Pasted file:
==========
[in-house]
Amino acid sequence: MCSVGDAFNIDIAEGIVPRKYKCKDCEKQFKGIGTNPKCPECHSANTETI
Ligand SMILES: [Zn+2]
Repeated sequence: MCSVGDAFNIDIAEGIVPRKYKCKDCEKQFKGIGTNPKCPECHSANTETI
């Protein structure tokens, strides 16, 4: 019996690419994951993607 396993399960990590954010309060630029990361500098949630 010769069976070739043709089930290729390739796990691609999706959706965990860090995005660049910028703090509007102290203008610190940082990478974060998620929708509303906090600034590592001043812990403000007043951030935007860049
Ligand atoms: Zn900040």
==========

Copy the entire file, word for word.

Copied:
[in-house]
Amino acid sequence: MCSVGDAFNIDIAEGIVPRKYKCKDCEKQFKGIGTNPKCPECHSANTETI
Ligand SMILES: [Zn+2]
Repeated sequence: MCSVGDAFNIDIAEGIVPRKYKCKDCEKQFKGIGTNPKCPECHSANTETI
């Protein structure tokens, strides 16, 4: 019996690419994951993607 396993399960990590954010309060630029990361500098949630 010769069976070739043709089930290729390739796990691609999706959706965990860090995005660049910028703090509007102290203008610190940082990478974060998620929708509303906090600034590592001043812990403000007043951030935007860049
Ligand atoms: Zn900040």